But beauty isn’t everything. As Brando and many other visitors noted, French Polynesia possesses an enchanted quality that goes beneath the surface to move the mind, body and spirit at once. Sometimes called mana by the Tahitian people, this intangible energy, like a conjured magic spell, stirs something in all visitors. It is the sum product of startling nature, generous-spirited people, breathtaking vistas, crystalline waters and an air of soothing tranquility that cannot be found anywhere else. Add in a distinctly French layer of sophistication and gourmet culture, a dedicated Gallic commitment to the art of romance and a laid-back lifestyle that is the antithesis of frenzied urbanity, and the destination begins to feel a bit like palpable poetry. Indeed, luxury exists here, but Tahiti offers so much more.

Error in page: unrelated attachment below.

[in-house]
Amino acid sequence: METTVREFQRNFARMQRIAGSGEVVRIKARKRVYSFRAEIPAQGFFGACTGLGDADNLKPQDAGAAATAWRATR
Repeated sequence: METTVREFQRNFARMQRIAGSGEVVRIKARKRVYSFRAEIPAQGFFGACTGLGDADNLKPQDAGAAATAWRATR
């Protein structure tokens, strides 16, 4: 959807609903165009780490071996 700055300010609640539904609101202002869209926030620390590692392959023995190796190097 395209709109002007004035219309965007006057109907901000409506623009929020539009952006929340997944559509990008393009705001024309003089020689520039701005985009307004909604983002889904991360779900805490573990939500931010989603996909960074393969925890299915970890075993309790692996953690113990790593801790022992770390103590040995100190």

Tetiaroa was once the summer retreat for Tahitian kings. Located in the Society Islands archipelago, it comprises a dozen idyllic, Lilliputian islets, the sort the Tahitian people call motus. Together they encircle a lagoon. The legendary spot where kings hid their treasures, the privately owned island hasn’t changed much since Brando “discovered” it while scouting locations for Mutiny on the Bounty. Once known as Brando’s private island, most visitors to French Polynesia only glimpsed it when passing by on a ship. Today The Brando, an upscale eco-resort, makes it possible for anyone to experience the French Polynesia that changed Brando’s life. Paying homage to carefree opulence and pared-down luxury, the intimate resort hopes guests will unplug here and do nothing at all. To slow down to a sluggardly pace, the speed Brando extolled, signals success on Tetiaroa, though the resort’s all-inclusive agenda does include water activities, meals, spa treatments, bicycles and the shade from the pandanus and coconut trees.